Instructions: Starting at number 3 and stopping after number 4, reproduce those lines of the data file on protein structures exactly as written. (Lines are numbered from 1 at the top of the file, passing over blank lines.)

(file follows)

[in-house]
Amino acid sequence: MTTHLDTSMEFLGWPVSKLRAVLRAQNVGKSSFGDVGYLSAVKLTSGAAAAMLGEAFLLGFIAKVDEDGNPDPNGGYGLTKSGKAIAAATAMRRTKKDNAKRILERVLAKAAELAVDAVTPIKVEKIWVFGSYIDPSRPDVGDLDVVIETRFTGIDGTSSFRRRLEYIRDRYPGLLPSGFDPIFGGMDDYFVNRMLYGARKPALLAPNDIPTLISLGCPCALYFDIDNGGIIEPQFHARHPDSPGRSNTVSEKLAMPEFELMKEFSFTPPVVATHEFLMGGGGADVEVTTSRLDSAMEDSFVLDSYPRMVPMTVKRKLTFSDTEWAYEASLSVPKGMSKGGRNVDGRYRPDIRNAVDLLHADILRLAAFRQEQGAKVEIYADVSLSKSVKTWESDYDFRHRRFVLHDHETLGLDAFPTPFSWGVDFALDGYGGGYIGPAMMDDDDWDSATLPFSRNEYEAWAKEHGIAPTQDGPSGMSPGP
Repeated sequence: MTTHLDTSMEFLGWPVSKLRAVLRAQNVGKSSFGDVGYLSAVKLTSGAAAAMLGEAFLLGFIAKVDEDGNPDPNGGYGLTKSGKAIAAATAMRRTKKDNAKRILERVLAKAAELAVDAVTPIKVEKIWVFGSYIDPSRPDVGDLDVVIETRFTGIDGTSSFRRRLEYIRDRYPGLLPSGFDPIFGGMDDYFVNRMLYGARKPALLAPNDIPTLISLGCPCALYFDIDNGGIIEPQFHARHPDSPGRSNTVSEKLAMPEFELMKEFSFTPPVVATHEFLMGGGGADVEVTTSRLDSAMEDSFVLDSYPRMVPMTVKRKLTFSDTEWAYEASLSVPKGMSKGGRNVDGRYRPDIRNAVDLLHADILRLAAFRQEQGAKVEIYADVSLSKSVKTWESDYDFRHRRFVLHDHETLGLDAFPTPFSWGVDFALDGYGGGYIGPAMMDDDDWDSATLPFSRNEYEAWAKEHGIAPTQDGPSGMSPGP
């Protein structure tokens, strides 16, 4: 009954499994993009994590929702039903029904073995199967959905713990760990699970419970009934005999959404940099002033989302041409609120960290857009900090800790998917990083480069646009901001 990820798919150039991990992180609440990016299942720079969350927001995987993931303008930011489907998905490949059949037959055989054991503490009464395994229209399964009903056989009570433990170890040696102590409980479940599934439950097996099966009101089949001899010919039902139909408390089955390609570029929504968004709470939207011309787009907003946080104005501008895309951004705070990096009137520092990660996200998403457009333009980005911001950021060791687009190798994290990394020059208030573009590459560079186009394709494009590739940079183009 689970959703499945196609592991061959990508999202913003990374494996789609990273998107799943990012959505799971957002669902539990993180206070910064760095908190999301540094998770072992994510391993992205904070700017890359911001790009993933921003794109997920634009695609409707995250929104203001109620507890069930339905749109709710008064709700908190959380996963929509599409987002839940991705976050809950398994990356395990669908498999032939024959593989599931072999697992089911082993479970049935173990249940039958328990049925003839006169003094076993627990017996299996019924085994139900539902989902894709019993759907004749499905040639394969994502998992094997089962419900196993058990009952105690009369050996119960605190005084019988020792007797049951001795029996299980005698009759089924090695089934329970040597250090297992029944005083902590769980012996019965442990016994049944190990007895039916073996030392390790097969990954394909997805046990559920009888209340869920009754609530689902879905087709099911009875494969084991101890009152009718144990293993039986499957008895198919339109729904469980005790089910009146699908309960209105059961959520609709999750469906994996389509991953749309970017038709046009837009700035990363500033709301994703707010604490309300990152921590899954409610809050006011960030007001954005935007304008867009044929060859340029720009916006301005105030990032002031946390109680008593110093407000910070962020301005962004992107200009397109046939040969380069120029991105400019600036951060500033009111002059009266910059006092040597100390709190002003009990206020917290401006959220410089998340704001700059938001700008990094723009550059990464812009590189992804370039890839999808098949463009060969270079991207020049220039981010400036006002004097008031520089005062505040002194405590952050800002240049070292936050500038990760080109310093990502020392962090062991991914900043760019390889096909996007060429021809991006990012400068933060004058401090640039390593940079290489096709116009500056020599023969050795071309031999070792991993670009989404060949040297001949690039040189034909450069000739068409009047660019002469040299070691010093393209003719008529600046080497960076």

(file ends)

Repeated sequence: MTTHLDTSMEFLGWPVSKLRAVLRAQNVGKSSFGDVGYLSAVKLTSGAAAAMLGEAFLLGFIAKVDEDGNPDPNGGYGLTKSGKAIAAATAMRRTKKDNAKRILERVLAKAAELAVDAVTPIKVEKIWVFGSYIDPSRPDVGDLDVVIETRFTGIDGTSSFRRRLEYIRDRYPGLLPSGFDPIFGGMDDYFVNRMLYGARKPALLAPNDIPTLISLGCPCALYFDIDNGGIIEPQFHARHPDSPGRSNTVSEKLAMPEFELMKEFSFTPPVVATHEFLMGGGGADVEVTTSRLDSAMEDSFVLDSYPRMVPMTVKRKLTFSDTEWAYEASLSVPKGMSKGGRNVDGRYRPDIRNAVDLLHADILRLAAFRQEQGAKVEIYADVSLSKSVKTWESDYDFRHRRFVLHDHETLGLDAFPTPFSWGVDFALDGYGGGYIGPAMMDDDDWDSATLPFSRNEYEAWAKEHGIAPTQDGPSGMSPGP
């Protein structure tokens, strides 16, 4: 009954499994993009994590929702039903029904073995199967959905713990760990699970419970009934005999959404940099002033989302041409609120960290857009900090800790998917990083480069646009901001 990820798919150039991990992180609440990016299942720079969350927001995987993931303008930011489907998905490949059949037959055989054991503490009464395994229209399964009903056989009570433990170890040696102590409980479940599934439950097996099966009101089949001899010919039902139909408390089955390609570029929504968004709470939207011309787009907003946080104005501008895309951004705070990096009137520092990660996200998403457009333009980005911001950021060791687009190798994290990394020059208030573009590459560079186009394709494009590739940079183009 689970959703499945196609592991061959990508999202913003990374494996789609990273998107799943990012959505799971957002669902539990993180206070910064760095908190999301540094998770072992994510391993992205904070700017890359911001790009993933921003794109997920634009695609409707995250929104203001109620507890069930339905749109709710008064709700908190959380996963929509599409987002839940991705976050809950398994990356395990669908498999032939024959593989599931072999697992089911082993479970049935173990249940039958328990049925003839006169003094076993627990017996299996019924085994139900539902989902894709019993759907004749499905040639394969994502998992094997089962419900196993058990009952105690009369050996119960605190005084019988020792007797049951001795029996299980005698009759089924090695089934329970040597250090297992029944005083902590769980012996019965442990016994049944190990007895039916073996030392390790097969990954394909997805046990559920009888209340869920009754609530689902879905087709099911009875494969084991101890009152009718144990293993039986499957008895198919339109729904469980005790089910009146699908309960209105059961959520609709999750469906994996389509991953749309970017038709046009837009700035990363500033709301994703707010604490309300990152921590899954409610809050006011960030007001954005935007304008867009044929060859340029720009916006301005105030990032002031946390109680008593110093407000910070962020301005962004992107200009397109046939040969380069120029991105400019600036951060500033009111002059009266910059006092040597100390709190002003009990206020917290401006959220410089998340704001700059938001700008990094723009550059990464812009590189992804370039890839999808098949463009060969270079991207020049220039981010400036006002004097008031520089005062505040002194405590952050800002240049070292936050500038990760080109310093990502020392962090062991991914900043760019390889096909996007060429021809991006990012400068933060004058401090640039390593940079290489096709116009500056020599023969050795071309031999070792991993670009989404060949040297001949690039040189034909450069000739068409009047660019002469040299070691010093393209003719008529600046080497960076």